For edges that are shared between boundaries, their attributions must agree. In Figure (a)a, the edge wrapped by a teal band is shared by both the blue and green boundaries, forcing them to give the same attribution to the edge.

In the general setting, not all credit assignments are boundary consistent; different boundaries could result in different attributions for the same edge. This occurs when histories associated with different boundaries are inconsistent (Figure (c)c). Moving the boundary from to (where is the boundary with containing ’s inputs), results in a more detailed set of histories. This expansion has constraints. First, any history in the expanded set must follow the physical system in Section 3.1. Second, when a message passes through the boundary, it immediately reaches the end of computation, because is assumed to be a black-box.

Denoting the history expansion function into as and denoting the set of all boundaries as , a history is boundary consistent if for all such that

That is needs to have a least one fully detailed history in which all boundaries can agree on. is all histories in that are boundary consistent. We rely on this notion of boundary consistency in generalizing the Shapley axioms to any explanation boundary, :

  • Efficiency: .

    In the general case where can depend on the ordering of , the sum is . But when the game is defined by a model function , and . An illustration with boundaries is shown in Figure (a)a.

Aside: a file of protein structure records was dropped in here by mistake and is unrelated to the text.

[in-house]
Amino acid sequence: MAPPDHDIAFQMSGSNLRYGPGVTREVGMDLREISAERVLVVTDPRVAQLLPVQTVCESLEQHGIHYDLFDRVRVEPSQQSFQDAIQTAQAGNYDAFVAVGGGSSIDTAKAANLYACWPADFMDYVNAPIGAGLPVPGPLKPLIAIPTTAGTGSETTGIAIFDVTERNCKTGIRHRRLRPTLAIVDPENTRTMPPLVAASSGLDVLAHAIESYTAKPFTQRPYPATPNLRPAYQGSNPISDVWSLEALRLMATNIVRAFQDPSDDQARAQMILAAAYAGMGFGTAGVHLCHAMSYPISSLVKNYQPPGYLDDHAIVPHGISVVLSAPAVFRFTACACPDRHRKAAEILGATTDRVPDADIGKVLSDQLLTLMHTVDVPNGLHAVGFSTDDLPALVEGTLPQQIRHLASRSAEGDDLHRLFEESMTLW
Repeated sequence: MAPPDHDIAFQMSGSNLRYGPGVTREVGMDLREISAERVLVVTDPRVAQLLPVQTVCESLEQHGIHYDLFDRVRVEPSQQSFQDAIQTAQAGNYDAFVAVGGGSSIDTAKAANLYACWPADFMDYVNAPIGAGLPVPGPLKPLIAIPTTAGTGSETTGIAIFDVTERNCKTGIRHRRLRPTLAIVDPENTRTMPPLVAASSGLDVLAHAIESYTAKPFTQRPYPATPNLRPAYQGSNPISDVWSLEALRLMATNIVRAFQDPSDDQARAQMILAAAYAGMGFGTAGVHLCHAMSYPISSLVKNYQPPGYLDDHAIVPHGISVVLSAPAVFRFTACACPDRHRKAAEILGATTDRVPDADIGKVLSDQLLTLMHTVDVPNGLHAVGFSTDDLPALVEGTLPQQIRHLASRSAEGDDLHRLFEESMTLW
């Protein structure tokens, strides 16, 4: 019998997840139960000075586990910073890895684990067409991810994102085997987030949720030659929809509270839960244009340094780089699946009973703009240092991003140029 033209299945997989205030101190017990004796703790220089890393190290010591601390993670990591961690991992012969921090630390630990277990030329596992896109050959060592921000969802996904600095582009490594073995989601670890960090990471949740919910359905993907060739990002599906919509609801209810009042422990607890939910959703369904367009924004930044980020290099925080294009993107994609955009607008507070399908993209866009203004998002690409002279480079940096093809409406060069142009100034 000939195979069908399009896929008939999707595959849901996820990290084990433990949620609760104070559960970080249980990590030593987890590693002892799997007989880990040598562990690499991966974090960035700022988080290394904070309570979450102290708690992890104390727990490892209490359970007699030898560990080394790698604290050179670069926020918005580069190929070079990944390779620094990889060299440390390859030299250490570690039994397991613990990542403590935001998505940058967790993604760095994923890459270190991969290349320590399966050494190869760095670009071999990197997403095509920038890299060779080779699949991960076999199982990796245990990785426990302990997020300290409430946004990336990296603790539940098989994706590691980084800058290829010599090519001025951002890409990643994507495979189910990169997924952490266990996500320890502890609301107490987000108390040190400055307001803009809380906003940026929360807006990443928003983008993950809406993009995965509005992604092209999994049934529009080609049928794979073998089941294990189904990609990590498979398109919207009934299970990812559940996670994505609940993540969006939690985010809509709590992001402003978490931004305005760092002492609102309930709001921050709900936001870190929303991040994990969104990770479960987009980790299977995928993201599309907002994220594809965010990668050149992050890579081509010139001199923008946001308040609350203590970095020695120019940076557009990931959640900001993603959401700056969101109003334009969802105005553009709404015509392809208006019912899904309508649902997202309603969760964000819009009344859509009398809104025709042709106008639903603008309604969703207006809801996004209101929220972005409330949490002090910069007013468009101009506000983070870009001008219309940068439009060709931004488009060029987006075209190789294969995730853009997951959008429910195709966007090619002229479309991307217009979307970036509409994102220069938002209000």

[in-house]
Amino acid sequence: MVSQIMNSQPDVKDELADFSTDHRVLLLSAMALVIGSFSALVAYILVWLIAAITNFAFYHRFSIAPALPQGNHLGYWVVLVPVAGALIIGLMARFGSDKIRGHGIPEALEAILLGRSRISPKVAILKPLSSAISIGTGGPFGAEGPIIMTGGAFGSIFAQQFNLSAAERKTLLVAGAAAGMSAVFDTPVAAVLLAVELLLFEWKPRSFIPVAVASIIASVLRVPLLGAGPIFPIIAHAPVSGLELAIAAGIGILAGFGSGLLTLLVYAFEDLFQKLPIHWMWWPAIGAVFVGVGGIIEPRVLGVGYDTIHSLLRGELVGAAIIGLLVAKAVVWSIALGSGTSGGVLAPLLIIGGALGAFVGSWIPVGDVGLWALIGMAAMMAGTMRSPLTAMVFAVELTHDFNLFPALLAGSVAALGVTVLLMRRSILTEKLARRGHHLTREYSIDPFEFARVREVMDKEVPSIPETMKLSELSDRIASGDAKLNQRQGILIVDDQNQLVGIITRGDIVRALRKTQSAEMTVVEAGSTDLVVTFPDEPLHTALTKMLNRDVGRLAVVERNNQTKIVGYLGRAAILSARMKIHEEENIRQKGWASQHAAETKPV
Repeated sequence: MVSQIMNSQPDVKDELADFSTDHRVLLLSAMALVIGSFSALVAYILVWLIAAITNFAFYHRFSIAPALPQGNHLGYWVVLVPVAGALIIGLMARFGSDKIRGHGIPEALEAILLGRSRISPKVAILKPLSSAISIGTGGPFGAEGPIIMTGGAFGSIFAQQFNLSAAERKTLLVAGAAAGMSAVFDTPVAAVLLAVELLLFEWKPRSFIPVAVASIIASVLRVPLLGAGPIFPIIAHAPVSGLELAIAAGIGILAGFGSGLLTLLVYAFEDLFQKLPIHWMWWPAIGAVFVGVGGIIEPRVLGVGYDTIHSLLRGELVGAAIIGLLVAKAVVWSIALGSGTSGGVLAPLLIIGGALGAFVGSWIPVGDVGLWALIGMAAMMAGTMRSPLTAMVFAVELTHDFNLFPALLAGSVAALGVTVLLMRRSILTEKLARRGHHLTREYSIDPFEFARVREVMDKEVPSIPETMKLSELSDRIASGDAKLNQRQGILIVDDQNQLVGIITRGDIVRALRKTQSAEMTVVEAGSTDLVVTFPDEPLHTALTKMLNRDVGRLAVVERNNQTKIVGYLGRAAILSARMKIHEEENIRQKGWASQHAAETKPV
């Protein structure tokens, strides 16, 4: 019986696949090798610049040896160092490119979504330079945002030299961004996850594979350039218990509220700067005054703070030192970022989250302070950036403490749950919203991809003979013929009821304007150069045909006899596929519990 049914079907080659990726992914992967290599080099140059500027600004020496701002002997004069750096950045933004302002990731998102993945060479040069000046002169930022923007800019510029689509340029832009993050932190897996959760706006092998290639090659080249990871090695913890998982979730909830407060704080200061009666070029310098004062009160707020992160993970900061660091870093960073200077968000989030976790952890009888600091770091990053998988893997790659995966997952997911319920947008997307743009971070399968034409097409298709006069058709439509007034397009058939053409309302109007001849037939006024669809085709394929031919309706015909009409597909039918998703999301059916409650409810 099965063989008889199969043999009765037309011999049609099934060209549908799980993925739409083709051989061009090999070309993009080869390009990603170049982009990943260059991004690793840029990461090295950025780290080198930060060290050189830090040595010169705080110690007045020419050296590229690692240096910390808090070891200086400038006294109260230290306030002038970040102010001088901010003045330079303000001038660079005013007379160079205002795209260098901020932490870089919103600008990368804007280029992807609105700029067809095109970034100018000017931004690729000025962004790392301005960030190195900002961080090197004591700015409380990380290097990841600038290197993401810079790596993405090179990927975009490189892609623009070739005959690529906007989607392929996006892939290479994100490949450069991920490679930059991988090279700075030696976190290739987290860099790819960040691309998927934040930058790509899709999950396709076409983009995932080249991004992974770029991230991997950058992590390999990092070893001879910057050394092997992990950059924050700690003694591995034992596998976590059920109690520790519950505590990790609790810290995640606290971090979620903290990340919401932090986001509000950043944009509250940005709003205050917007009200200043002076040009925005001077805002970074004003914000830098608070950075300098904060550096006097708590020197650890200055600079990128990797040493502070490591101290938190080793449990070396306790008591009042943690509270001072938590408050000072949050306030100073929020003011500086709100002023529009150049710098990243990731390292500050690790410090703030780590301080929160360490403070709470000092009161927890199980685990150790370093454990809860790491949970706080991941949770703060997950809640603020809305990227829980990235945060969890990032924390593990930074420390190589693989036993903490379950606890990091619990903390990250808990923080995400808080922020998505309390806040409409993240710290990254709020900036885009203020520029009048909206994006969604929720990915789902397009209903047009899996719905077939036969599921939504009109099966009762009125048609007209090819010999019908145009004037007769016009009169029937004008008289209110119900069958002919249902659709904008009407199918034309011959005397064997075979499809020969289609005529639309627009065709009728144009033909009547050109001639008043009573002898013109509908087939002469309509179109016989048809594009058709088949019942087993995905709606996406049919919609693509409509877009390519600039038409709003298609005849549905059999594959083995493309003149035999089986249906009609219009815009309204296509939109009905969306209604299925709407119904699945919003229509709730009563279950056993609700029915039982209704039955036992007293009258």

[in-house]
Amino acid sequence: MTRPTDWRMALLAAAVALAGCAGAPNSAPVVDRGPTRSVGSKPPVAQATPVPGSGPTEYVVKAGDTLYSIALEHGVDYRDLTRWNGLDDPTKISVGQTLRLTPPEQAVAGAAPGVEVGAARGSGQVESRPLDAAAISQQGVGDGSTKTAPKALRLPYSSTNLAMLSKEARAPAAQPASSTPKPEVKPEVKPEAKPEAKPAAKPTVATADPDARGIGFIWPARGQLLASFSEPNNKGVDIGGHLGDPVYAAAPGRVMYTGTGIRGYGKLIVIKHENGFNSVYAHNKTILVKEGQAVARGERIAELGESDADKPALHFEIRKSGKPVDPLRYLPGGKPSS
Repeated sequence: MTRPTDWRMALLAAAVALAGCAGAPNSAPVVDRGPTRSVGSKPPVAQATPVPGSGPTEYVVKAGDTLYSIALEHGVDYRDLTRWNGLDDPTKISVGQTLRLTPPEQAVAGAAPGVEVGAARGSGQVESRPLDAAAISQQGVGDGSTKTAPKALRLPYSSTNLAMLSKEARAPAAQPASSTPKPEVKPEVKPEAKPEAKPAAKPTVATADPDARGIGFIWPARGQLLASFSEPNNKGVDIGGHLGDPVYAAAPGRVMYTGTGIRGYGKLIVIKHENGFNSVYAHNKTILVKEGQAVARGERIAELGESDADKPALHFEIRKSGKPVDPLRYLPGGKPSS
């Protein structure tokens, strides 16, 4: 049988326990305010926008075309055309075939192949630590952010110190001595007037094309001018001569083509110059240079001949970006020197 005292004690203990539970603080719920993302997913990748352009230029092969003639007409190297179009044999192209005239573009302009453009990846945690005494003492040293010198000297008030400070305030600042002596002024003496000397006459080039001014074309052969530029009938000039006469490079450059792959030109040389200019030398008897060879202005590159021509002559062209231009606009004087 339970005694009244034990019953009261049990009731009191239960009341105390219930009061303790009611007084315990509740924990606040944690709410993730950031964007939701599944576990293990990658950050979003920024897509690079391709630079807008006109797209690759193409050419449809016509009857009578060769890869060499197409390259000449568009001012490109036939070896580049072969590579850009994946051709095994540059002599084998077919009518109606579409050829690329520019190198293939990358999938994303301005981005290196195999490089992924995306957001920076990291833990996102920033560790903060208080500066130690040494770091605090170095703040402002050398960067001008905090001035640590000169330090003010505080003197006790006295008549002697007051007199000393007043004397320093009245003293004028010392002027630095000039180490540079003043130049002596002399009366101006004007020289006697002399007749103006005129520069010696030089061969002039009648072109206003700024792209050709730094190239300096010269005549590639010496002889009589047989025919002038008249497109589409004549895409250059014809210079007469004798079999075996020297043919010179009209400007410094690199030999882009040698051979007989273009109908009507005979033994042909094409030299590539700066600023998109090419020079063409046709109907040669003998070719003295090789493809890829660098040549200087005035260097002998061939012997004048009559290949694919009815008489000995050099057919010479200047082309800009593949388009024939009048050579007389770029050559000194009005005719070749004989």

• Linearity: for any payoff functions and and scalars and .

    Linearity enables us to compute a linear ensemble of models by independently explaining each model and then linearly weighting the attributions. Similarly, we can explain by independently computing attributions for each baseline sample and then taking the average of the attributions, without recomputing from scratch whenever the background sample’s distribution changes. An illustration with baseline samples is shown in Figure (c)c.

  • Dummy player: if for all for .

    Dummy player states that if an edge does not change the model’s output when added to in all possible coalitions, it should be given attribution. In Figure (b)b, is a dummy edge because starting from any coalition, adding wouldn’t change the output.

These last three axioms are extensions of Shapley’s axioms. Note that we no longer need the symmetry axiom because it is implied by the updated dummy player with history.

Figure 5: Boundary Consistency. For the blue boundary (upper), we show one potential history . When we expand to the red boundary (lower), corresponds to multiple histories as long as each history contains states that match (i) (ii) and (iii). (i’) matches (i), no messages are received in both states. (ii’) matches (ii), the full impact of message transmitted through the left edge is received at the end of computation. (iii’) matches (iii), all messages are received. In contrast, the history containing (iv’) has no state matching (ii), and thus is inconsistent with .

3.4 Shapley Flow is the unique solution